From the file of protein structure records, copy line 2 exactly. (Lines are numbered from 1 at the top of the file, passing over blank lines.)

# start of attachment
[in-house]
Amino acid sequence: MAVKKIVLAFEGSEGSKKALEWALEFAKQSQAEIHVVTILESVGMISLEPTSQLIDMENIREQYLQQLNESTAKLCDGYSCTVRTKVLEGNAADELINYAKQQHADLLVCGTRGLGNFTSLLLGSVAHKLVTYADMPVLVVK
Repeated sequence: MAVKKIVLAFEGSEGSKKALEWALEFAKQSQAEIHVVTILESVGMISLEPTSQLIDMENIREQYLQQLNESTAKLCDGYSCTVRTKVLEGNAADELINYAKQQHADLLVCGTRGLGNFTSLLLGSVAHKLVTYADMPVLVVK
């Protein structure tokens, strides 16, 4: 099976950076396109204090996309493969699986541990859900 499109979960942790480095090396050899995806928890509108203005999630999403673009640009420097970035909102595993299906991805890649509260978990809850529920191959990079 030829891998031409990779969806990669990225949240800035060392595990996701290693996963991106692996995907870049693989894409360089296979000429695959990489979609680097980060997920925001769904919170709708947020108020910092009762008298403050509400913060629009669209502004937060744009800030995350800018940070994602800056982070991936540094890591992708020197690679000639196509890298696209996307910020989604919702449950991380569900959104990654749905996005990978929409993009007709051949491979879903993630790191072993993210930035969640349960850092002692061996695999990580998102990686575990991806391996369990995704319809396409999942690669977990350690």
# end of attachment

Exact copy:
Amino acid sequence: MAVKKIVLAFEGSEGSKKALEWALEFAKQSQAEIHVVTILESVGMISLEPTSQLIDMENIREQYLQQLNESTAKLCDGYSCTVRTKVLEGNAADELINYAKQQHADLLVCGTRGLGNFTSLLLGSVAHKLVTYADMPVLVVK